With sports, whether in organized youth programs or at a professional level, McKelvey says athletes have a fascination for their stats and need to have a repository for all that basic info that goes beyond a Facebook fan page. “What you really want is a personal history of your athletic career. If you have a site that is specifically geared to individuals’ performance, there’s tremendous passion and it’s extremely sticky.”
“Some ideas are bad. They burn through money and don’t get traction,” says McKelvey. “These guys were working on a modest bootstrap budget and grew slowly while having technical and management issues and did it without vaporizing millions of dollars. Once they got the implementation right it became interesting to me.”
Lozano admits that LockerDome kicked things up a notch in the last few weeks with a rewrite of its system and its app. He’s also refining revenue streams but insists that members will want to buy in. “Facebook is a global system with a little hyperlocal stuff. LockerDome is getting traction [between global and hyperlocal] because it organizes content around a brand in a meaningful way,” he explains.
For instance, kids playing college ball or participating in localized athletic programs like the Dallas Texans (one of the top amateur clubs in the country) can set up an entire branded website where users can interact with their content. Highlight reels, championship photos, and schedules invite comments and shares that travel to the “sports feed” on LockerDome’s home page. And it’s all side by side with professional athletes’ pages.
Lozano says these groups and professionals pay monthly fees to have their own custom domain on LockerDome. So far more than 400 top amateur teams and leagues have launched their own LockerDome networks and 20 professional players including Barry Enright, pitcher for the Arizona Diamondbacks, are also in the mix.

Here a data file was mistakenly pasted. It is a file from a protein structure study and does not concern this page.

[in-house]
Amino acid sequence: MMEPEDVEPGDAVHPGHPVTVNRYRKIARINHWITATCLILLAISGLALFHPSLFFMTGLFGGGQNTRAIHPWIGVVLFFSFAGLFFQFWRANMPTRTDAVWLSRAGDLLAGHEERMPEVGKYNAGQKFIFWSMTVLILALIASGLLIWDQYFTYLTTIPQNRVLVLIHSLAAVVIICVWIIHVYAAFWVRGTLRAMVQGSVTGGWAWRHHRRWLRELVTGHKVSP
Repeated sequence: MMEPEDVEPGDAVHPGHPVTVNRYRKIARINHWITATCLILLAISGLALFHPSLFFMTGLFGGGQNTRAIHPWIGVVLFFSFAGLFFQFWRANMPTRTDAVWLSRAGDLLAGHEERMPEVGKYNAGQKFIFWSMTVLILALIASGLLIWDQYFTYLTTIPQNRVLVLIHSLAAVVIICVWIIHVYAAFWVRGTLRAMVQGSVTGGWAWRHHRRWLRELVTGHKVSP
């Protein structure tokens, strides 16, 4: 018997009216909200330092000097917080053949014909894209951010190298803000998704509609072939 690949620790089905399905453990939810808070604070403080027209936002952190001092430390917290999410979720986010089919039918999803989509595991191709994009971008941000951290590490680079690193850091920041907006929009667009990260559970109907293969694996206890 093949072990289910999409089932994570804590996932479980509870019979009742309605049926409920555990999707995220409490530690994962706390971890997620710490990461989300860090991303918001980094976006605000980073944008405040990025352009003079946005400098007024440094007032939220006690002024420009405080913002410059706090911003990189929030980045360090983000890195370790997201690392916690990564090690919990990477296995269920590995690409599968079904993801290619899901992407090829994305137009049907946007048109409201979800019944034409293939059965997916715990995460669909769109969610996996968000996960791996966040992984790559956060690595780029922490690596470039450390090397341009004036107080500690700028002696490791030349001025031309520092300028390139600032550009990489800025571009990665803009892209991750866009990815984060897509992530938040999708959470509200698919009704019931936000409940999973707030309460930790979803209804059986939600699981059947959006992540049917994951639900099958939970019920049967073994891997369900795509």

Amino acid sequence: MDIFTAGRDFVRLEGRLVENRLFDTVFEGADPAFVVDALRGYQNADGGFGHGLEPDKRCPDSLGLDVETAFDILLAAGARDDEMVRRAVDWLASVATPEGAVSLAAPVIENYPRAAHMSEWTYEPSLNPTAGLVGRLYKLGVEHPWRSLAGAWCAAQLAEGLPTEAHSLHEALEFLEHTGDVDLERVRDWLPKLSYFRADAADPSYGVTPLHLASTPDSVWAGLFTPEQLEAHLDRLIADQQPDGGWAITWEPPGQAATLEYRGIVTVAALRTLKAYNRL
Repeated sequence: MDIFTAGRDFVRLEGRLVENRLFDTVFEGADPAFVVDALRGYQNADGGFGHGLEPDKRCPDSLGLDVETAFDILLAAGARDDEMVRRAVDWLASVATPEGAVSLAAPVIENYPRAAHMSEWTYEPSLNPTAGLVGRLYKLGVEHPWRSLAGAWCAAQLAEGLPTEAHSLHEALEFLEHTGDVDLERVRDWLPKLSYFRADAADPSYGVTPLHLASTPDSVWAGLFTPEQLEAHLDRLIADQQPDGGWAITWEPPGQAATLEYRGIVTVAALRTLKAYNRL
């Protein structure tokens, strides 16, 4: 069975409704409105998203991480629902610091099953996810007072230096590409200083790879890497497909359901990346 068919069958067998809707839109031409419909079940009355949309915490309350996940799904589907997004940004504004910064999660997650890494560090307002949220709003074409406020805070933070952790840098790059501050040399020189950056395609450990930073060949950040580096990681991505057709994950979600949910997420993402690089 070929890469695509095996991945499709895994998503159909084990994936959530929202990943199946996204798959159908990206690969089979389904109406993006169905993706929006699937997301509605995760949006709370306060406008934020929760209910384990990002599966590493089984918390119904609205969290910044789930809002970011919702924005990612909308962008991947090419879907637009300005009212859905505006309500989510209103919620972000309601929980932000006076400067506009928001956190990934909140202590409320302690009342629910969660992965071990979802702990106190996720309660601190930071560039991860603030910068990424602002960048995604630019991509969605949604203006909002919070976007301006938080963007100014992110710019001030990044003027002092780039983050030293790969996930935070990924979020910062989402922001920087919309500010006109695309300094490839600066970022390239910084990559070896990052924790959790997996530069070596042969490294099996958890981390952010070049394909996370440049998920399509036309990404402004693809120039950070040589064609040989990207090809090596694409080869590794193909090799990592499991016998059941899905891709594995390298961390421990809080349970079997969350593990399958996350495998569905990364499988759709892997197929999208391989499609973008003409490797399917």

Lozano says the fees are flexible, which is helpful if a group only wants to showcase one season or if a young athlete leaves a program. To keep users in the network even if they leave a team, LockerDome launched a legacy network so anyone could join as a fan. McKelvey points out, “If you’ve been using it for a year you are in for life. Pros who come up through minor leagues are going to start connecting down and then you will see the entire circle connect.”
This is LockerDome’s best chance at getting viral traction, says Lozano, by being a platform that comes full circle to stoke the passions of athletes and fans alike.
Passion’s a word that gets invoked a lot in sports talk. But it wouldn’t mean anything for LockerDome unless the staff was feeling it too, McKelvey says. The last time he visited LockerDome’s offices he noticed mattresses lying around because the team had spent nine straight days entrenched in the new developments. Though he’d already committed to investing, seeing physical evidence of that dedication validated his decision.
“It’s so helpful at a startup to have that passion. It manages for you. People spend time on ways to make things better and celebrate successes instead of backbiting. All that gets washed away by teamwork. Like sports, any group like that is cohesive.”
And destined for greatness? Says McKelvey, “The bottom line is that as an athlete you have this brand you manage over time. For kids growing up and tending their stats garden, that has tremendous potential for organic growth.”
[Image: Flickr user CaptPiper]